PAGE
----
If the D becomes common used language we can "examine" its new
 features and take in into consideration. But... Maybe is's easier to
 contact with D developer and ask for new features in objects.

If the author wants to email me with any specific questions, I'd be happy to help him.

himself unless someone proves it's usefulness. It's more like we need a little help not the other way around. Well, anyway I can mail him and hope that he will do it just out of curiosity, what's yours relevant email then? May I just as well tell him that you are interested in it or anything?

First off, there are no D extensions to the OMF. There was an extension added around 1993 or so to support long identifier names. There were also a couple extensions to the codeview debug format, which are documented in the ABI. My offer is if there is something specific about the OMF files generated that I can explain to him, I'd be happy to do so. My mail is walter followed by digitalmars.com.
Jan 23 2011
parent reply Trass3r <un known.com> writes:
Walter Bright Wrote:
 Dmitry Olshansky wrote:
 Well, anyway I can mail him and hope that he will do it just out of 
 curiosity, what's yours relevant email then?
 May I just as well tell him that you are interested in it or anything?
 

My offer is if there is something specific about the OMF files generated that I can explain to him, I'd be happy to do so. My mail is walter followed by digitalmars.com.

Any news here?
Jan 26 2011
parent reply Walter Bright <newshound2 digitalmars.com> writes:
Trass3r wrote:
 Walter Bright Wrote:
 Dmitry Olshansky wrote:
 Well, anyway I can mail him and hope that he will do it just out of 
 curiosity, what's yours relevant email then?
 May I just as well tell him that you are interested in it or anything?

can explain to him, I'd be happy to do so. My mail is walter followed by digitalmars.com.

Any news here?

No, I have not heard anything.
Jan 26 2011
parent reply Dmitry Olshansky <dmitry.olsh gmail.com> writes:
On 26.01.2011 21:52, Walter Bright wrote:
 Trass3r wrote:
 Walter Bright Wrote:
 Dmitry Olshansky wrote:
 Well, anyway I can mail him and hope that he will do it just out of 
 curiosity, what's yours relevant email then?
 May I just as well tell him that you are interested in it or anything?

generated that I can explain to him, I'd be happy to do so. My mail is walter followed by digitalmars.com.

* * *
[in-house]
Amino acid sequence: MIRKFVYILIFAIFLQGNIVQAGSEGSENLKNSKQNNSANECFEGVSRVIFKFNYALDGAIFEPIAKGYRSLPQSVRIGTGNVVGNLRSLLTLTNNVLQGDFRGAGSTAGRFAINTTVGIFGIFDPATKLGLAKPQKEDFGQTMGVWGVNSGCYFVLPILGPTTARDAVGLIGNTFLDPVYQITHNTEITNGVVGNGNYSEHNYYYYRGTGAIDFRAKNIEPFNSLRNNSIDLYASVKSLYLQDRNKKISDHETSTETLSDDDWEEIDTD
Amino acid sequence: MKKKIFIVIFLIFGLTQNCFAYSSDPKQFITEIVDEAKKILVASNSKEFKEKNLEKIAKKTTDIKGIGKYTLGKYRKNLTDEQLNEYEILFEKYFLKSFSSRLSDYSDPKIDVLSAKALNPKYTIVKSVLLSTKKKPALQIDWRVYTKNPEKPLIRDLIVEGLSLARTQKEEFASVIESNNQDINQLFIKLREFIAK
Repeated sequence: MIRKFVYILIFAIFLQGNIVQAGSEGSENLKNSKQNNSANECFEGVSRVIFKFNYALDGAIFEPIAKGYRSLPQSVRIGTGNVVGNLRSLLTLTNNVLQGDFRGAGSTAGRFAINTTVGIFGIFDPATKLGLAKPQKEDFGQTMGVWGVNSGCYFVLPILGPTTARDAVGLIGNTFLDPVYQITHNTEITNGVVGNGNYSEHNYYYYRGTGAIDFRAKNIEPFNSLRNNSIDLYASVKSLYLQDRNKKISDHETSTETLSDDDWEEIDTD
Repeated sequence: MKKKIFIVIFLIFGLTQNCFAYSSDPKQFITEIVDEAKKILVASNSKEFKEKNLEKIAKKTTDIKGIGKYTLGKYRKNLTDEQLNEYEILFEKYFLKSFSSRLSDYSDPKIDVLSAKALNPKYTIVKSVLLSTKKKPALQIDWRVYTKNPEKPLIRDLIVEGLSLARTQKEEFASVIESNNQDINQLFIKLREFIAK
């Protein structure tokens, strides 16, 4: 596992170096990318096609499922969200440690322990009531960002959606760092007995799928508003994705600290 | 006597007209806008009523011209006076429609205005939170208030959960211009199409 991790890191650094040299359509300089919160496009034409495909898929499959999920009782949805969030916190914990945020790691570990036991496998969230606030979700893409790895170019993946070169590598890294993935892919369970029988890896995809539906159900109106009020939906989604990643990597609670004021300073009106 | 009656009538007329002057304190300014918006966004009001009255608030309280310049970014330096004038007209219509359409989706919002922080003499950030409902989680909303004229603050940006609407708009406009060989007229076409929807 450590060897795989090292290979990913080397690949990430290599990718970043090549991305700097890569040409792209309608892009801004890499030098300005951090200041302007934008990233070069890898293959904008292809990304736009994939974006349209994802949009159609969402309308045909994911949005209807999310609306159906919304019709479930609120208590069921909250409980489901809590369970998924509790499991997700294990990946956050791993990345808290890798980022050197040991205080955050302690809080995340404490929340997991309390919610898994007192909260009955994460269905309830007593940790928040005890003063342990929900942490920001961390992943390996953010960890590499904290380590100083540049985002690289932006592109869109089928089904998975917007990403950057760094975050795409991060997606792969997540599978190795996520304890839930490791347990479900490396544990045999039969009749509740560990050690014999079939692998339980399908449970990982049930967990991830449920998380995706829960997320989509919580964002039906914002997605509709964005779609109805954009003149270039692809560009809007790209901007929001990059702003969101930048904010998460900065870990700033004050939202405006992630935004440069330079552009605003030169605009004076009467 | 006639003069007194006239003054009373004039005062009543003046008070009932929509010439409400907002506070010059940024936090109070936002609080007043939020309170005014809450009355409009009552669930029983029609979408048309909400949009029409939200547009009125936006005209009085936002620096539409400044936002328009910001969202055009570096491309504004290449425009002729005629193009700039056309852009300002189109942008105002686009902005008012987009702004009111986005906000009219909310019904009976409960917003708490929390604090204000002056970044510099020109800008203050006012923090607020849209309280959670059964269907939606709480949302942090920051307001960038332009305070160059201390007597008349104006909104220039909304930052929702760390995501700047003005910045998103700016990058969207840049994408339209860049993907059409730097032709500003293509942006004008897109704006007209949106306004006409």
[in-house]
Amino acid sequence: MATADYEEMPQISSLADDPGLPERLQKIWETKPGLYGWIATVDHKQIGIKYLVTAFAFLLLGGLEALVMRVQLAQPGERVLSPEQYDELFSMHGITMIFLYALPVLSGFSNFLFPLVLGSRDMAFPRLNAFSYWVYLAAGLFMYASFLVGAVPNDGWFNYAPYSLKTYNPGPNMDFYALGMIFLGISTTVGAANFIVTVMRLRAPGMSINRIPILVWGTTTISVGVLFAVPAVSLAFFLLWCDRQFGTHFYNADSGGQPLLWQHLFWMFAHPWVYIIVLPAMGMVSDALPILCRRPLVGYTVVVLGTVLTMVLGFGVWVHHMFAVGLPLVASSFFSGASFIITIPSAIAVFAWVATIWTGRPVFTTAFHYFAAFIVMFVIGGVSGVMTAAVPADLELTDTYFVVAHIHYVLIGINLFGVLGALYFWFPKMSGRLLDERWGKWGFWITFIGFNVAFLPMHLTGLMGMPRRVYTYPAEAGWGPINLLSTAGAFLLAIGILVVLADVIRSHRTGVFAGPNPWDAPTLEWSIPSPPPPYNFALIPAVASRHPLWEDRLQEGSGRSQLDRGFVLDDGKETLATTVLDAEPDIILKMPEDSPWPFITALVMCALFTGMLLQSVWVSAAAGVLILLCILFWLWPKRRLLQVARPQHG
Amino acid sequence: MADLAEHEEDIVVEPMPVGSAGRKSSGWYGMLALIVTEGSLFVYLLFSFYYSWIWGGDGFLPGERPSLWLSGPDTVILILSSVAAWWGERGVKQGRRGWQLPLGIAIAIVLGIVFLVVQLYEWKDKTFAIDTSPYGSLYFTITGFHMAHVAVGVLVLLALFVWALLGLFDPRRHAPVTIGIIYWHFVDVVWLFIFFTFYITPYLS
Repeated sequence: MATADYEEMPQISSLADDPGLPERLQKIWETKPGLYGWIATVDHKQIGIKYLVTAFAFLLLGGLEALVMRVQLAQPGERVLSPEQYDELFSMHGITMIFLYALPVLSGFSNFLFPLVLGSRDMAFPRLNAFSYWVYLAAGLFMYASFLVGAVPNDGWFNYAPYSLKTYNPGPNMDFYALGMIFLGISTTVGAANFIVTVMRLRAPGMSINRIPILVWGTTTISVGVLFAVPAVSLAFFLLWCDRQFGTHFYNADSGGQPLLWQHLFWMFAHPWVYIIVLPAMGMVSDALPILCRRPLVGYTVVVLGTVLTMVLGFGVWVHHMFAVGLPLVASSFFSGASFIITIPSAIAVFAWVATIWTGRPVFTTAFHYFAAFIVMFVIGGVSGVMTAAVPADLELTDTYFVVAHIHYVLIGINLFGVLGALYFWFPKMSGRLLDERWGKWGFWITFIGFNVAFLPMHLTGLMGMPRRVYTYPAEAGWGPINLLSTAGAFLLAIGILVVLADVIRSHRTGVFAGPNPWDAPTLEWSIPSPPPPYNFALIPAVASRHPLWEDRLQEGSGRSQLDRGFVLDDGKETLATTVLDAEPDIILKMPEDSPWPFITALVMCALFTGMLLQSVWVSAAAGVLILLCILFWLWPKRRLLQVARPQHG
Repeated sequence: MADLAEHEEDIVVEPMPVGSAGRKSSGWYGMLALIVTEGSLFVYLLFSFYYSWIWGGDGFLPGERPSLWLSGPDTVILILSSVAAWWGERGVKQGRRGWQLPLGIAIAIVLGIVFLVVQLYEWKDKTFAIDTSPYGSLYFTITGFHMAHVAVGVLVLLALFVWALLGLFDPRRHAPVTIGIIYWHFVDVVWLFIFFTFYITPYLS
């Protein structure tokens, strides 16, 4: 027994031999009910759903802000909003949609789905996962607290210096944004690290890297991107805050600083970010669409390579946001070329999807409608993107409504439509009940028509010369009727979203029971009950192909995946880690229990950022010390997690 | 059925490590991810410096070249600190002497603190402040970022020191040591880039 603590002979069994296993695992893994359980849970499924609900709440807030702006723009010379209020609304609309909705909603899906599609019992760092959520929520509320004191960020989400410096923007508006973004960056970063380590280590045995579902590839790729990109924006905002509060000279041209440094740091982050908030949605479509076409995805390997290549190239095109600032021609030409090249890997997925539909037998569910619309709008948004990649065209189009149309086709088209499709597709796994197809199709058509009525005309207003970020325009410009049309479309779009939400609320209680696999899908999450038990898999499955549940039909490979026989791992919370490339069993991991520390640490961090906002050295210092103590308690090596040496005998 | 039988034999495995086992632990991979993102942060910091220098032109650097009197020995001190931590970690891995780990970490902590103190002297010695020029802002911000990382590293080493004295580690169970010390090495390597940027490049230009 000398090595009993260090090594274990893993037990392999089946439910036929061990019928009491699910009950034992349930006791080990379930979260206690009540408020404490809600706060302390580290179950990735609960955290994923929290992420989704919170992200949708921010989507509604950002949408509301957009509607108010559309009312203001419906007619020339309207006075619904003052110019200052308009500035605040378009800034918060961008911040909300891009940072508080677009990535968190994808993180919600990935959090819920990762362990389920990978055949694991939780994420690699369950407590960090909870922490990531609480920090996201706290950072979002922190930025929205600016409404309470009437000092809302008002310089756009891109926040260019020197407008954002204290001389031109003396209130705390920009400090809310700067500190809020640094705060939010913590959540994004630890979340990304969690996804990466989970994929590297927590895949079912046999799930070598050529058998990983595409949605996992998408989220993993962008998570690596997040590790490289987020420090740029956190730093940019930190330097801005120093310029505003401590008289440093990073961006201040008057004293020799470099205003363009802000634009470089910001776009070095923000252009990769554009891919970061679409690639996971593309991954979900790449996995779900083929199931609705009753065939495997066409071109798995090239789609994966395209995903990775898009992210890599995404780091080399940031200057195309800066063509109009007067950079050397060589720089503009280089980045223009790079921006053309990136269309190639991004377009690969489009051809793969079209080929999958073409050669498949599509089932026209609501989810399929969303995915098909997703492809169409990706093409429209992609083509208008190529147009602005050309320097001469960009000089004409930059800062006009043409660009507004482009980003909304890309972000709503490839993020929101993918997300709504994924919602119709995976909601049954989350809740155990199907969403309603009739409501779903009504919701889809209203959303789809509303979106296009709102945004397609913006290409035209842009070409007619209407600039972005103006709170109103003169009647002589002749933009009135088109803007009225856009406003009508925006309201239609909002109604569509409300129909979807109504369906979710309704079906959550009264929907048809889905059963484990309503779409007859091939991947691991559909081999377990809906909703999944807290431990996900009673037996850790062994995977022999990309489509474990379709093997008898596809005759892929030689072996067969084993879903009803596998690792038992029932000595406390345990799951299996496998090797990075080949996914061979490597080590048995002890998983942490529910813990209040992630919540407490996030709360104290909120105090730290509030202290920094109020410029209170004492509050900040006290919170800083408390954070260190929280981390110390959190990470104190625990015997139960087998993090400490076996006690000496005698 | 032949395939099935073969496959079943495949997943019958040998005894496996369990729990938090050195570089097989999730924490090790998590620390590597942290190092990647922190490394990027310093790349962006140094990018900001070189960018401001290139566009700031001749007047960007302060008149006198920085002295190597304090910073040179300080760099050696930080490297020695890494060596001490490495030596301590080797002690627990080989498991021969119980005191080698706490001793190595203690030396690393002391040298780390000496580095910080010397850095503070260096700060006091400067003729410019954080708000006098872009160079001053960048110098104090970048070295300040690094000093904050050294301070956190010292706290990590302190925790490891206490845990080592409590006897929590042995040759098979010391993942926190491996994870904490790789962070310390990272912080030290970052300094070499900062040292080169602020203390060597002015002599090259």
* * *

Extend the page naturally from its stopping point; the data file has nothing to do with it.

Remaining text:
Any news here?

No, I have not heard anything.

I've got their detailed report on the sample object file, and relayed it to Walter. Something related to D's stance on TLS it seems. With me being middle man all this can take some extra time, but I don't mind. The end result may still well worth it. -- Dmitry Olshansky
Jan 27 2011
parent reply Trass3r <un known.com> writes:
I wonder why this tool isn't promoted in any way, no website etc.
I also wonder if he was willing to make it open-source. Then we could help
support D and if it works someday, we can even include D symbol demangling :)
Jan 28 2011
parent Dmitry Olshansky <dmitry.olsh gmail.com> writes:
On 28.01.2011 13:21, Trass3r wrote:
 I wonder why this tool isn't promoted in any way, no website etc.

I got to this ftp only because I was 100% sure that tool existed, as a friend of mine suggested to use it instead of Borland's crappy linker few years ago.
 I also wonder if he was willing to make it open-source. Then we could help
support D and if it works someday, we can even include D symbol demangling :)

-- Dmitry Olshansky
Jan 28 2011
prev sibling parent Trass3r <un known.com> writes:
 I've got their detailed report on the sample object file, and relayed it  
 to Walter.
 Something related to D's stance on  TLS it seems.
 With me being middle man all this can take some extra time, but I don't  
 mind.
 The end result may still well worth it.

Hope so too.
Jan 27 2011
prev sibling next sibling parent Trass3r <un known.com> writes:
Hopefully we can get the author to support dmd.
I can't wait years until optlink might support x64.
Jan 23 2011
prev sibling next sibling parent reply Trass3r <un known.com> writes:
Just another thought:
dmd uses ld on linux, couldn't it use MinGW's ld on Windows?
Feb 06 2011
next sibling parent Jacob Carlborg <doob me.com> writes:
On 2011-02-06 23:26, Trass3r wrote:
 Just another thought:
 dmd uses ld on linux, couldn't it use MinGW's ld on Windows?

MinGW's ld doesn't use the same object format as DMD/DMC -- /Jacob Carlborg
Feb 07 2011
prev sibling next sibling parent Trass3r <un known.com> writes:
 Just another thought:
 dmd uses ld on linux, couldn't it use MinGW's ld on Windows?

MinGW's ld doesn't use the same object format as DMD/DMC

I know, of course this would include discarding OMF.
Feb 07 2011
prev sibling parent Andrej Mitrovic <andrej.mitrovich gmail.com> writes:
I found this gem in digitalmars' bookshelf:

http://www.digitalmars.com/bibliography.html#fileformats
Feb 07 2011
prev sibling parent reply Dmitry Olshansky <dmitry.olsh gmail.com> writes:
Ok, bumping this up with the latest news from UniLink developers:
<quote>

Ok, we release it's as D extension in next release.

Best regards,
  UniLink

</quote>

That's just plain awesome ;)

-- 
Dmitry Olshansky
Feb 11 2011
next sibling parent Daniel Gibson <metalcaedes gmail.com> writes: